When given the choice to buy in to the department’s new mandate or ship out, six would choose to pack up their desks: Dave Molstad, Howard McDiarmid, Daryll Sullivan, Alethea Foster, Ed McArthur and Little.

“None of us could live with this. It wasn’t possible to basically be betrayed like that,” said Little, one of the very few involved who stayed in the North.

“You go into the public service with a certain understanding that you are there as a servant of the people. We all thought that we were working to empower communities to take control of their governments in ways that worked for them; we weren’t there to impose a limited model of governance on people.”

Changes to policy were made to try prevent a similar conflict from happening again. In a paper directed to the R&D division, Hodgson disagreed with the right to political self-determination on the basis of ethnicity, Aboriginal or otherwise, and dictated that public servants were no longer allowed to take stances on political matters.

Commissioner Hodgson, seated right, in the 1970s | Photo via UNW

But according to Little, the most serious damage had already been done.

“It really set up this antagonistic kind of relationship [between the territorial government and Indigenous peoples] that I think has persisted,” she said.

A tumultuous time

The 1970s were a time of great change in the North, with tensions mounting between Indigenous governments and the Territorial Council over land and power.

The Berger Inquiry hearings had just finished. The Dene were demanding recognition of their right to self-determination and political jurisdiction over the Mackenzie Valley. In the east, Inuit were working on their land claim proposal. Throughout Canada, there were calls for constitutional change.

“There was a concern about power; that’s really what was at the heart of this. We were at a time when we were talking political rights and self-determination,” Little said. “There was an environment where there could have easily been Indigenous governance in a very real sense of the word.”

Ripple effects

While the showdown resulted in changes to policy offering greater protection to the executive, the act of censorship would ultimately backfire, pushing more Indigenous leaders into the path of self-government than ever before.

For Lawrence Norbert, currently the justice coordinator for the community of Tsiigehtchic, the incident shaped his own path forever.

Norbert, a Gwich’in man from the delta, was hired as one of the Baker Lake workshop planners at the age of 22 after he participated in a similar workshop in Tuktoyaktuk.

At the time, Norbert says, he was struggling with “the burden of shame and trauma” from his residential schools experience. Plagued with a combination of distrust for authority and “dependency thinking” – that government would solve his people’s problems, he found the premise of people running their own affairs greatly appealing.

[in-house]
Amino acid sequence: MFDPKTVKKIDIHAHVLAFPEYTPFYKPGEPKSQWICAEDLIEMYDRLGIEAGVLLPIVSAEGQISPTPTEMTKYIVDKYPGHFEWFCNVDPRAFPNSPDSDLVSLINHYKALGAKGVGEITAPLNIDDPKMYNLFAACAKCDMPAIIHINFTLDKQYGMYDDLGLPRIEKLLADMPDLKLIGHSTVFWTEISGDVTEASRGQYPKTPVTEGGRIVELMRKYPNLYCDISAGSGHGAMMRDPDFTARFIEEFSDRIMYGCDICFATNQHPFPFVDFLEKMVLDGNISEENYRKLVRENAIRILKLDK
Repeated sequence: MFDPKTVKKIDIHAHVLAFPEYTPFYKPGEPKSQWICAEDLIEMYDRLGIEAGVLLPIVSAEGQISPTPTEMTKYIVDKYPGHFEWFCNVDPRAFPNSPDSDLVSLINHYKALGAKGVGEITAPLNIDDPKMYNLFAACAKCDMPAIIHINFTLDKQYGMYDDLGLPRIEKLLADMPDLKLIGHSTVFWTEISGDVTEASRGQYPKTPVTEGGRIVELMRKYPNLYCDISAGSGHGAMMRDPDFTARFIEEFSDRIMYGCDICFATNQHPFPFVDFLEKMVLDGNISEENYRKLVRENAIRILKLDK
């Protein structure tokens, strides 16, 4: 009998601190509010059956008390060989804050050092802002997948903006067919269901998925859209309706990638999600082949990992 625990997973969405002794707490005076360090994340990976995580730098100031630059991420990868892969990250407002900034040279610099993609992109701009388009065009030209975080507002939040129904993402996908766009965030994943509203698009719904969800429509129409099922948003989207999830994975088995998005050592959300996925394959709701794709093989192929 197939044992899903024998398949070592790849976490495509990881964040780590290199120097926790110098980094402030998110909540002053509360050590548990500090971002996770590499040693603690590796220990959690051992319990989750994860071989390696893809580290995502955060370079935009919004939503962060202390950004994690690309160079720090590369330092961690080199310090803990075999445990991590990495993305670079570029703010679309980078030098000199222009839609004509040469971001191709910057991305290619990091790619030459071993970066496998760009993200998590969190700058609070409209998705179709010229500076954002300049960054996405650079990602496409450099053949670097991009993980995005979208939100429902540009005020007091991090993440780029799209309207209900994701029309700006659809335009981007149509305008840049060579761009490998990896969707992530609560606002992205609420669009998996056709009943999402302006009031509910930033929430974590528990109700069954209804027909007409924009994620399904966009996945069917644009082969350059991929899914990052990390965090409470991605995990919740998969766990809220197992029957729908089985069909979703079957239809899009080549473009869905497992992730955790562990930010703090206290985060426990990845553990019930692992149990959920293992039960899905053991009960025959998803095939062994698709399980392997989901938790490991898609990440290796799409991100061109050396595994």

“I was young and I was naïve, thinking and believing that – on the very basis of common-sense and respect – the government would facilitate an atmosphere of empowerment and self-determination, starting with a simple workshop on organizing community people to ‘gain social, political, legal and economic equality by challenging the current agencies that promoted their inequality,’” Norbert says. “Alas, as events proved the need for government to hold onto its power, this was not to be for me.”

But far from quashing his desire to work for change, the Baker Lake affair had the opposite effect. Norbert joined the Gwich’in Tribal Council, first as negotiator at the Gwich’in-Inuvialuit Self-Government negotiations main-table, and then as their communications coordinator.

“In a way, I benefitted vicariously from the firing of Mr. Stiles and the resignations of McDermid, Little, et al.,” Norbert says. “I learned to challenge dogma and existing authority, and to try – in no small measurement – to make life better for those around me. For that, I am eternally grateful for their sacrifice.”

Back in the day, today

Though the controversy eventually faded, similar points of contention would arise throughout the decades to follow as the territorial government inherited more and more powers from Ottawa and Indigenous governments began settling their own land claims and self-government agreements.

But with several land claims and many more self-government agreements yet unfinished in the territory, and a national Indigenous rights movement underway, Little believes we face another pivotal point where government has the opportunity to change its relationship to Indigenous peoples once and for all.

“I think that until we, as a territory – as a country – actually honour and respect the rights of Indigenous people, this conflict is going to continue,” she said. “Those were the days, but they are still the days.”